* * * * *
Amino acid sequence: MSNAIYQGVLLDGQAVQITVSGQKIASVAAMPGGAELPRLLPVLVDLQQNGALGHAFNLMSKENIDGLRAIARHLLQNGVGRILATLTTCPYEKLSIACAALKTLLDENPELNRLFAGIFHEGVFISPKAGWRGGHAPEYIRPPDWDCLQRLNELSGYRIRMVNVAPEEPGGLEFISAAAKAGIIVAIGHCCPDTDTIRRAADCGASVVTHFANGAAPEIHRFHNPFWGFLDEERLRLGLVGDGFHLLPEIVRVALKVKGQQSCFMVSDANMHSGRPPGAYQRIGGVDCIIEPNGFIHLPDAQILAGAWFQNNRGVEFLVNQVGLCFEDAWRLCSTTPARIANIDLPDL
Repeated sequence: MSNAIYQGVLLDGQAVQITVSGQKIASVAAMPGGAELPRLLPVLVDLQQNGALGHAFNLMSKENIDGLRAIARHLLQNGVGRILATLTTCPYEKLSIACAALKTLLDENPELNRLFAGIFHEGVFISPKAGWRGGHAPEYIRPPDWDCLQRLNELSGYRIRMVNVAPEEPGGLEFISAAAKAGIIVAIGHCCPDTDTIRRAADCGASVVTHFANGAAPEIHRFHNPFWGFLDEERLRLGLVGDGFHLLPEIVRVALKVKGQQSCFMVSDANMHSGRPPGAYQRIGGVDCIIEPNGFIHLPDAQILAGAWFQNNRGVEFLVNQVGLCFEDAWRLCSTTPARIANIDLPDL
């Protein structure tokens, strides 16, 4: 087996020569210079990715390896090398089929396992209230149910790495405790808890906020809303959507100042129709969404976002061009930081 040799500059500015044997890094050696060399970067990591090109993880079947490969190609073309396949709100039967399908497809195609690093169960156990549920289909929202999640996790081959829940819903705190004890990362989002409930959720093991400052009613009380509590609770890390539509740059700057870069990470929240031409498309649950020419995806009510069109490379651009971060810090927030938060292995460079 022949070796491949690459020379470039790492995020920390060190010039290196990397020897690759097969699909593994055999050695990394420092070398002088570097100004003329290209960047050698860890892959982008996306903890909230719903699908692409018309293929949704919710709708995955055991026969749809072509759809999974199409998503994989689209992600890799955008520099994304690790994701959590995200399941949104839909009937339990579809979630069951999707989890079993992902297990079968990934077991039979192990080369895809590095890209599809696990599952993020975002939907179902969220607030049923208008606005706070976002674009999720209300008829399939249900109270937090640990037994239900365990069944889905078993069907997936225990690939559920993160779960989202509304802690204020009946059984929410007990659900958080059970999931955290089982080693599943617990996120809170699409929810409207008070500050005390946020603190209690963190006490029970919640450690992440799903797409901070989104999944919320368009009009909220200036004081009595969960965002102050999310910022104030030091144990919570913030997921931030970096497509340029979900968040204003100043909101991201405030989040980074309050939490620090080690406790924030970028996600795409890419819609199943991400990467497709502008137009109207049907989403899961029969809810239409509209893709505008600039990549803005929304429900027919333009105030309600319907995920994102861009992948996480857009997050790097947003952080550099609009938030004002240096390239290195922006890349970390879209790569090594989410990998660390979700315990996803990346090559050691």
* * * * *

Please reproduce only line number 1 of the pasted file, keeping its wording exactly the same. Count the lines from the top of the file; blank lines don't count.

Amino acid sequence: MSNAIYQGVLLDGQAVQITVSGQKIASVAAMPGGAELPRLLPVLVDLQQNGALGHAFNLMSKENIDGLRAIARHLLQNGVGRILATLTTCPYEKLSIACAALKTLLDENPELNRLFAGIFHEGVFISPKAGWRGGHAPEYIRPPDWDCLQRLNELSGYRIRMVNVAPEEPGGLEFISAAAKAGIIVAIGHCCPDTDTIRRAADCGASVVTHFANGAAPEIHRFHNPFWGFLDEERLRLGLVGDGFHLLPEIVRVALKVKGQQSCFMVSDANMHSGRPPGAYQRIGGVDCIIEPNGFIHLPDAQILAGAWFQNNRGVEFLVNQVGLCFEDAWRLCSTTPARIANIDLPDL